Lamprey eel pie? It’s not always good to be Queen.
No, don’t go all Freud-y on me, but I do not like snakes. And, while I understand that they’re fish, I don’t like eels, which I regard as snakes of the sea, either. Things that slither, well, no can do.
My feelings about eels extends to eating them.
Sure, they may technically be fish, but I just don’t like the consistency of eel. I can gag some down in sushi, but that’s only if it’s stuffed in rice, wrapped in seaweed, and doused in soy, ginger, and wasabi.
So while I might envy Queen Elizabeth’s fetching hats and her corgis, I do not covet the lamprey pie that the City of Gloucester -that would be the original City of Gloucester in the U.K., not the Perfect Storm, unoriginal City of Gloucester in Massachusetts – has been bestowing on the reigning monarch since the Middle Ages. Lamprey eel pie is rolled and patted out for special occasions, like coronations and mega-anniversaries. And Lilibet’s upcoming Diamond Jubilee, celebrating a whopping 60 years on the throne, is certainly a mega-anniversary.
Alas, the lamprey is an endangered and protected species in England, so, this time around, the Brits are having to rely on their American cousin, in this case, the Great Lakes Fishery Commission, a group that straddles the US and Canada, and is focused on the fish health of the Great Lakes.
As it happens, one man’s meat is another man’s poison, metaphorically speaking. What is a protected creature in England is, Great Lakes-wise, a pest, a foreign predator scarfing down native fish:
Commission spokesman Marc Gaden shipped 2 pounds of frozen lamprey from Lake Huron. He says Great Lakes officials "would prefer to send them truckloads of lamprey." (Source: NY Times.)
Q. What’s less appetizing than two pounds of lamprey?
A. Two pounds of frozen lamprey.
But the good pie-bakers of Gloucester are not turning up their nose at outsider-lamprey. I guess when you’re down at your ‘eels, you’re just happy to have a source for the main ingredient of this “uniquely British recipe.” (I wonder if they use Marmite.) Gloucester-ites do, however, acknowledge that one of its “greatest traditions is changing.”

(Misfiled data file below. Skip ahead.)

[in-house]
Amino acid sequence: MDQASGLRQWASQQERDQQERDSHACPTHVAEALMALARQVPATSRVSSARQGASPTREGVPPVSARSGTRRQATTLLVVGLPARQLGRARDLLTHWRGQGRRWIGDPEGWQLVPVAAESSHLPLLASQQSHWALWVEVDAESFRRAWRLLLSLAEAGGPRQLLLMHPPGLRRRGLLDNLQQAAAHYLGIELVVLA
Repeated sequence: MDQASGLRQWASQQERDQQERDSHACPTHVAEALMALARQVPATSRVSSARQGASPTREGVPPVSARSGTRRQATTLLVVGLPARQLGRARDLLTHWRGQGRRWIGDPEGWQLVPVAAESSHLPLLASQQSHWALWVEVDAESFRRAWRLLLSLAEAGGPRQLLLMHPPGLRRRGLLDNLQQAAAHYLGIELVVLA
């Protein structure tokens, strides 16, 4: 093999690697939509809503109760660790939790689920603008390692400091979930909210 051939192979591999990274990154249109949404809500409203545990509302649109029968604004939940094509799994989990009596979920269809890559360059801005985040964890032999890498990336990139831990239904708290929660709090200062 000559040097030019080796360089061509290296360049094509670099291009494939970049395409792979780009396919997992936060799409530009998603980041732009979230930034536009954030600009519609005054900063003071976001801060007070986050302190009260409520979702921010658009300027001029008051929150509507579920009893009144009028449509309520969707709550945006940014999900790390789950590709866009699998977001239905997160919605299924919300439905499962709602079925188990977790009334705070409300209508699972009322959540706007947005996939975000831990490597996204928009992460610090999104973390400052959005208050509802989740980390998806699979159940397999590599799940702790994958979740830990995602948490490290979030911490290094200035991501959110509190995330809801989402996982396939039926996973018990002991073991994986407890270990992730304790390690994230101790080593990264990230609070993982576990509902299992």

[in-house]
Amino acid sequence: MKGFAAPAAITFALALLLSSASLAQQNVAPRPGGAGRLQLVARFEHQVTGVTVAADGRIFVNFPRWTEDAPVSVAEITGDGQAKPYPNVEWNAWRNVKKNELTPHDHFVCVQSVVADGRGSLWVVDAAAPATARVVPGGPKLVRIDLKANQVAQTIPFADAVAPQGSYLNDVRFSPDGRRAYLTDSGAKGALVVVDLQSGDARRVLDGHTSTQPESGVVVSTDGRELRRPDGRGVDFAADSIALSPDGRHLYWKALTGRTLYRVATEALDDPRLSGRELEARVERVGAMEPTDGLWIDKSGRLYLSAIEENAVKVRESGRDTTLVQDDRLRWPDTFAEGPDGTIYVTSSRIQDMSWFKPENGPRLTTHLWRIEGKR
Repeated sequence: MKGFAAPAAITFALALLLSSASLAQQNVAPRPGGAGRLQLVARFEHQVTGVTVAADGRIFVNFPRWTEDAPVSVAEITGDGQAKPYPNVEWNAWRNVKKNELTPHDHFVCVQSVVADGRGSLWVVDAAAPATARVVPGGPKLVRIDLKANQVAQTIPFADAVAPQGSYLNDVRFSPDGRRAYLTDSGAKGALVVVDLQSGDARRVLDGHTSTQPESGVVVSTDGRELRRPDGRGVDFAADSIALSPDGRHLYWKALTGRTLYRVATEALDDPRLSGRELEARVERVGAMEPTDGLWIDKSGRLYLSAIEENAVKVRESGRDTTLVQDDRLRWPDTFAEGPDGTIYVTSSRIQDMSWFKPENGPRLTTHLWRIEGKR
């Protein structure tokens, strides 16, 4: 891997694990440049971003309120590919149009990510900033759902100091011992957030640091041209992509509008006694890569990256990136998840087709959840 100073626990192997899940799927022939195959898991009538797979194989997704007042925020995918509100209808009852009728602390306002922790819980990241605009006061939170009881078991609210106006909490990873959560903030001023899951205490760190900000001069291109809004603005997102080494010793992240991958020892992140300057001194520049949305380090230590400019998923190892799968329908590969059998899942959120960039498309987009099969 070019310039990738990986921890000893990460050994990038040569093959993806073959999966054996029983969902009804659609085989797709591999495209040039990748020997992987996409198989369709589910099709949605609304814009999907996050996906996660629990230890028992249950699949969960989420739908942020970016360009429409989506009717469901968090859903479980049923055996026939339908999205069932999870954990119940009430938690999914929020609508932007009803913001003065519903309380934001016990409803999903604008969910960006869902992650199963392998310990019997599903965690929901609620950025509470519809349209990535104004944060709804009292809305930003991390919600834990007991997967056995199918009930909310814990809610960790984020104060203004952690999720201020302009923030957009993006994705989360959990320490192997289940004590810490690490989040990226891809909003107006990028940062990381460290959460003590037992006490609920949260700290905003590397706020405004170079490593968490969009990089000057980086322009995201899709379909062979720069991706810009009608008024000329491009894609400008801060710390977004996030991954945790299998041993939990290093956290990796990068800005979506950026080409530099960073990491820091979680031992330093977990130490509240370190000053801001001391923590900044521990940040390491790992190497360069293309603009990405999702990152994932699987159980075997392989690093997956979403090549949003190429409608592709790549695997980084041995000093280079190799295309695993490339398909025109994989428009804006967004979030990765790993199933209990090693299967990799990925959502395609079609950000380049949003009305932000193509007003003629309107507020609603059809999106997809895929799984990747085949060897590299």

According to This is Gloucester, that tradition actually changed a while back. The last pie that included local lamprey from the River Severn was made in 1977, when the Queen celebrated Silver Jubilee. A decade ago, for her Golden, they had to find their lamprey elsewhere.
Citizen journalist Martin Kirby, who sourced the lamprey for the golden jubilee pie through his involvement with the Barton Fayre Committee, said: "I was asked to find the eels and was surprised to find out that we couldn't get them from Gloucestershire, but luckily they are not as treasured in America and Canada.
"It is great that we have been able to keep the tradition alive. even if it cannot be with lamprey from Gloucester waters."
I like the idea of a citizen journalist, but Martin Kirby is actually a professional journalist who writes for The Citizen, a local Gloucester paper. And here I was thinking that an enterprising citizen journalist took on the hunt for the elusive lamprey.
In any case, lamprey pie has been, ah, popular since the way-back:
The pie has been a favourite of gourmets since the Middle Ages, when the royal gift tradition began.
There can be too much of a good thing, however:
A weakness for the fish is thought to have proved fatal for King Henry I, who in 1135 died of food poisoning after eating "a surfeit of lampreys", while Samuel Pepys' diaries speak of the their popularity among "medieval epicures".
Thanks to Wikipedia, I now know that Henry died on my birthday, December 1. While I, too, may just as easily die on my birthday as on any other day, I can guarantee that I will not be dying of “a surfeit of lampreys.” I will note, however, that Henry I died in France, so the eels were of the French, rather than the River Severn or Great Lakes variety. I will further note that Henry I also had something of a surfeit of offspring – 25, in fact. Obviously a man of substantial, surfeit-y appetite.
Presumably, Queen Elizabeth, Prince Philip, and the rest of the palace gang, will not be suffering any gastrointestinal ailments -let alone death - due to “a surfeit of lampreys.” Two pounds of frozen eel can only extend so far.
On May 4th, the frozen lamprey will be ceremoniously presented to the Gloucester City Council by the Great Lakes Commission’s Marc Gaden, who will no doubt be delighted to off-load what, on his organization’s web site, is referred to as a “predator in paradise.”
And to Queen Elizabeth I can only say “Enjoy!”
By the way: this is what a lamprey looks like:
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